By Shannon Magsam
I had a thought this morning while I zombie walked into the kitchen in search of caffeine: Today is the first day of the rest of your life.
This quote immediately conjured up thoughts of my grandmother – or Nannie, as we called her. She never walked, she bustled. She made the best chicken and dumplings. You knew she loved you, but she’d also say no without hesitation.
She’s been gone from us for 15 years, but so many things remind me of her: hummingbirds, pretty lapel pins, rummage sales, voter registration workers and chickens. And, as I just mentioned, encouraging, inspiring words.
The this is the first day sign was on the wall in the bedroom where I always slept at Nannie’s house. It was positioned right across from the headboard, so it was the first thing I saw when I woke up.
I always mulled over those words. When I got older, I understood more of the sentiment: forget past mistakes or missteps, you have a do-over today. You have a chance to get it right, starting today, so don’t waste it.
Those were not the only positive, uplifting words in Nannie’s house. She also had the Serenity Prayer (“the wisdom to know the difference”) posted in between the living room and the kitchen – plus a cross-stitched version of the Dorothy Law Nolte poem, Children Learn What They Live (copyright 1972):
If children live with criticism, they learn to condemn.
If children live with hostility, they learn to fight.
If children live with fear, they learn to be apprehensive.
If children live with pity, they learn to feel sorry for themselves.
If children live with ridicule, they learn to feel shy.
If children live with jealousy, they learn to feel envy.
If children live with shame, they learn to feel guilty.
If children live with encouragement, they learn confidence.
If children live with tolerance, they learn patience.
If children live with praise, they learn appreciation.
If children live with acceptance, they learn to love.
If children live with approval, they learn to like themselves.
If children live with recognition, they learn it is good to have a goal.
If children live with sharing, they learn generosity.
If children live with honesty, they learn truthfulness.
If children live with fairness, they learn justice.
If children live with kindness and consideration, they learn respect.
If children live with security, they learn to have faith in themselves and in those about them.
If children live with friendliness, they learn the world is a nice place in which to live.
Nannie had endured ridicule and unfriendliness as a child and I understood she wanted the buck to stop with her kids and grandkids.
Of course, there was also a huge wall hanging of the 10 Commandments from the Bible, because Nannie was encouraging, but she always encouraged you to do what was right in the eyes of God, first and foremost.
I think I got the writing bug from her. She was always reading and writing (well, when she wasn’t doing all the other things tugging at her time). I can still see her sitting down with a piece of lined paper in hand, penning letters of encouragement, a sympathy note, birthday cards. I have a stack of cards and letters she wrote to me when I was gone for a summer, traveling with a singing group. My handwriting is very similar to hers, loopy and slanted a little to the right. She also wrote a weekly roundup of what was happening in her small community for the local newspaper.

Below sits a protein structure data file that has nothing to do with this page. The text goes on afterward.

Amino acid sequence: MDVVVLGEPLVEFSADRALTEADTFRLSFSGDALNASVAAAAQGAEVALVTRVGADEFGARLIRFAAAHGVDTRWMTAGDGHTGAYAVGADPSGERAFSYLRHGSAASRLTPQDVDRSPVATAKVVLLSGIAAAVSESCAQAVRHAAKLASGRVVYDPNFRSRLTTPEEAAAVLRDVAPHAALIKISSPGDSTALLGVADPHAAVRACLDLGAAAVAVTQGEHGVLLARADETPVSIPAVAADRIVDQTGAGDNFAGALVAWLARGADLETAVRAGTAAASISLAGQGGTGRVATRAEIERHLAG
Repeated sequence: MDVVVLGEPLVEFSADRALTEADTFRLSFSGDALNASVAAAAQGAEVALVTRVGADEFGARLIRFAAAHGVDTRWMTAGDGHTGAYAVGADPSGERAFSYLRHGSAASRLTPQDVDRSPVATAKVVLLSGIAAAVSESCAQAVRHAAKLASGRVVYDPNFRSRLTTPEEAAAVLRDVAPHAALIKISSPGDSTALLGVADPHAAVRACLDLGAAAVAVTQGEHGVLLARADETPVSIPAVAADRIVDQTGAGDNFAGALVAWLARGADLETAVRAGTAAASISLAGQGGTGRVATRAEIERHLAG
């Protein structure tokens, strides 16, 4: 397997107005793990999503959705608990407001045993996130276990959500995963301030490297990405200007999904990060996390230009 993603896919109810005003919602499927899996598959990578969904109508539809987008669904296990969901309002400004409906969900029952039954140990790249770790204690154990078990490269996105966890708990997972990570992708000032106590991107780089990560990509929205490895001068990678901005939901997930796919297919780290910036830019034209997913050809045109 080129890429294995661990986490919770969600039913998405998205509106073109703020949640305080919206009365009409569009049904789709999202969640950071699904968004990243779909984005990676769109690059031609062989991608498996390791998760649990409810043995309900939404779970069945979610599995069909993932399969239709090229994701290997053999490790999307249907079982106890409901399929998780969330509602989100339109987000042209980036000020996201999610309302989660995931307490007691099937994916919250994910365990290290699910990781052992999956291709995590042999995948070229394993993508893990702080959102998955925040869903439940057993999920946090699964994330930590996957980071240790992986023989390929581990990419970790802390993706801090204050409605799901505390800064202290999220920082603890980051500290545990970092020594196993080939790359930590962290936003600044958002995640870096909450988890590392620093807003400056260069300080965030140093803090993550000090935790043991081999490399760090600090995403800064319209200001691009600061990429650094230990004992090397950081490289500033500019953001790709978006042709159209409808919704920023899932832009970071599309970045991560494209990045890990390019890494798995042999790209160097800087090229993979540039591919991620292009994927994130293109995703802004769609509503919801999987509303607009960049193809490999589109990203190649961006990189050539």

When I was a newspaper reporter, I won several Associated Press awards one year and I took Nannie to the awards ceremony in Little Rock. In a way, I wanted to honor her, too. As a child who was very shy growing up, getting teased for the unusual color of her hair, I don’t think she ever received any awards for her writing.
And: I wanted her to be proud of me.
Here we are in Nannie’s front yard before heading to the awards ceremony:
And here’s a shot in Hawaii when some of her children, and grandchildren, visited as a girl gang:
Nobody was as encouraging as my Nannie. When something good happens, I still want to pick up the phone and call her to share the news. She always loved hearing my good news.
I was thinking of her this week, remembering her life and thinking about the end. When she was at home, in the final stages of cancer, I had an idea to write a feature about her life. I checked to see if her local newspaper would publish it since she’d written for them for decades.
I interviewed friends from her quilting circle, from church, from her childhood. I discovered new things from family members. I think writing the feature helped me process my grief.
After I finished the story, I decided I to read it aloud to her. If she could hear me, I wanted to remind her of all that she had done in her life, all she had inspired, all the love she had given to so many. So I snuggled in next to her on the hospital bed — a foreign object in middle of the same living room where I’d spent so much time as a kid playing on the floor with toys or opening Christmas gifts with my cousins.
When I reached the last line of the story, I felt sure she’d heard it, every word about the scrappy country girl who grew up to have five children – and a multitude of grandchildren and great-grandchildren — and was known for inviting strangers to her dinner table.
She passed away the next day. The story detailing her life and legacy ran in the county newspaper that weekend.
I miss you, Nannie. Your words, actions and love live on in your children and down the line. On Thanksgiving, we joked that you would have been surprised to see us playing soccer, rather than our typical baseball, out in the cow pasture next to your house.
But I’m also sure you would have been smiling and cheering and saying something encouraging, like, “Today is the first day of the rest of your life. Now, kick that ball!”